In the weeks leading up to my arrival in Oviedo, it seemed that the majority of my conversations tended to revolve around my upcoming trip. And just like those ads on Facebook and Instagram that insert themselves in the center of your feed, the topic of culture shock kept working its way into every conversation. Now, before I make the impression that I’m bashing those who warn of culture shock, I want to clarify myself. Culture shock is a real thing, and yes, there are some travelers who struggle with it more so than others. However, at times I feel like culture shock is painted in a very negative light. Some describe culture shock like being thrown into a freezing cold pool and expected to tread water. However, in my experience, culture shock is more like a refreshing splash to the face with lukewarm water that makes you perk up and say, “oh… alright.” With this post, I hope I can help to alleviate some of the anxiety that comes with traveling.
I would say that the majority of culture shock is very small and practically unnoticeable unless you look for it. For me, a great example of this was the lack of garbage cans in Spain. For my first couple of days here, I was fighting a cold and constantly blowing my nose, so I was always looking for a place to throw out my tissues. However, unlike the United States where there are large garbage cans on every street corner, in every room, and within every ten feet of a tourist attraction, it was an effort to find a garbage can. Additionally, the garbage cans in Spain are much smaller, and are not lined with plastic bags. Nevertheless, having less garbage cans was certainly not the end of the world. Most of the culture shock I have experienced so far is similar to this in that differences are generally trivial and play little role in daily life. Another well known example is that Europeans don’t eat french fries with ketchup. Granted, that means that when I do ask for ketchup at a restaurant I may get strange looks, but neither ketchup nor a strange look are important enough to me to mind.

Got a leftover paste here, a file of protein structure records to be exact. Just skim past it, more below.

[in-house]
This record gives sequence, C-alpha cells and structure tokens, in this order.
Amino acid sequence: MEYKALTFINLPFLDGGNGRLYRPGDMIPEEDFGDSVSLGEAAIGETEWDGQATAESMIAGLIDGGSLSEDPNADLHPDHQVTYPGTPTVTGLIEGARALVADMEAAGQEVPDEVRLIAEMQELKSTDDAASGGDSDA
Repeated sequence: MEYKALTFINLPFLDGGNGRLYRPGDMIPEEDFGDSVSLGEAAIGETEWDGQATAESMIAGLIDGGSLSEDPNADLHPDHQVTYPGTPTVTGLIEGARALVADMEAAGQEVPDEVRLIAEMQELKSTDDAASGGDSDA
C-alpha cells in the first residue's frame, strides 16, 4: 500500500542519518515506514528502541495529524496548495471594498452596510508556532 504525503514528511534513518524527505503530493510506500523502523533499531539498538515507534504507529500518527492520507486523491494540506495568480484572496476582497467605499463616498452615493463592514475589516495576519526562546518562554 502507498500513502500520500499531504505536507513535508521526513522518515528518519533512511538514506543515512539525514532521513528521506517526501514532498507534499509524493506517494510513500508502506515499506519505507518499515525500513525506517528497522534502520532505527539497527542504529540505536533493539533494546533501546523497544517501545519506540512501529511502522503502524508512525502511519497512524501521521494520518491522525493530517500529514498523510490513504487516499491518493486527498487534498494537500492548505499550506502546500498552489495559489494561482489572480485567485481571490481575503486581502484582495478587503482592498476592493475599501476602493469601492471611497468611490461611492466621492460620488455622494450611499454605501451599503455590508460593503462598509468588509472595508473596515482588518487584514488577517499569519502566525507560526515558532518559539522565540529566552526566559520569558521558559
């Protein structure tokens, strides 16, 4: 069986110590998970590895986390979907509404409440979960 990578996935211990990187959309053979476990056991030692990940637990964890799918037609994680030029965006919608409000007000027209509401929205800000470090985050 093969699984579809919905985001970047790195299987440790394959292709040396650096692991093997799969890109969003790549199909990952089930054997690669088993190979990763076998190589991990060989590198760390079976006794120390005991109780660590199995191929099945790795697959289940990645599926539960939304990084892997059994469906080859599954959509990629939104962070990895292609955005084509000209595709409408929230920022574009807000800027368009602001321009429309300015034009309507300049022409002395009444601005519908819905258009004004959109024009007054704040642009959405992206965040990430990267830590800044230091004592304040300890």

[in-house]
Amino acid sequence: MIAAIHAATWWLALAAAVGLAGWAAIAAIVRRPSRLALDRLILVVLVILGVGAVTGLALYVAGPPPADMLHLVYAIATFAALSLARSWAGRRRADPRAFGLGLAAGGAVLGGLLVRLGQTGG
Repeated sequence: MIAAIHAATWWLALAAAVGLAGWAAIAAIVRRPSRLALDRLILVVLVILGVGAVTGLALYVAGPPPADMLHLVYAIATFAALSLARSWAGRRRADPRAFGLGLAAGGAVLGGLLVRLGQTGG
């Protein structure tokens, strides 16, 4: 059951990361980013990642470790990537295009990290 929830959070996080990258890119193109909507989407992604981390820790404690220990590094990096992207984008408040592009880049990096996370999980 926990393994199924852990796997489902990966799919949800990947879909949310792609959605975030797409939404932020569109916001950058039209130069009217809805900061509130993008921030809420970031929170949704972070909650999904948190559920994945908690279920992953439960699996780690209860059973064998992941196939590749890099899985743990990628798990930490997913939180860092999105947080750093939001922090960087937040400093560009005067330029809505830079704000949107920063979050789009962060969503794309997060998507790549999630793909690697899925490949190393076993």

A stronger shock came for me when out to eat with my group of Temple students. For our main course, the chef brought out an entire roasted pig. Then, as part of the presentation, he took a ceramic plate and proceeded to smash the pig’s back, neck, and head as to show that the meat was fresh and tender. Many of my classmates jumped at the sight and even screamed while I watched intently. Hey I was hungry! The program director had told us there would be a surprise, but I was certainly not expecting that, and by my classmates’ reactions I could tell they weren’t either!
Unfortunately, many people are apprehensive of travel because they fear that cultural differences will put them in situations that can be embarrassing or uncomfortable. However, this is far from the reality of being a foreigner. Part of the experience of traveling abroad is the lessons that culture shock can teach you about your own culture. For example, the lack of garbage cans made me realize how truly wasteful American culture can be. Additionally, the demonstration with the pig helped me understand how removed we are as consumers from the source of our food. At times, culture shock is a bit uncomfortable and can be a bit embarrassing, but at the end of the day, we are all human. Even though our world is divided into a million different cultures, they all belong to a single human race. One of the biggest joys of traveling is the realization that no matter where you go, there will always be more similarities between people than there are differences.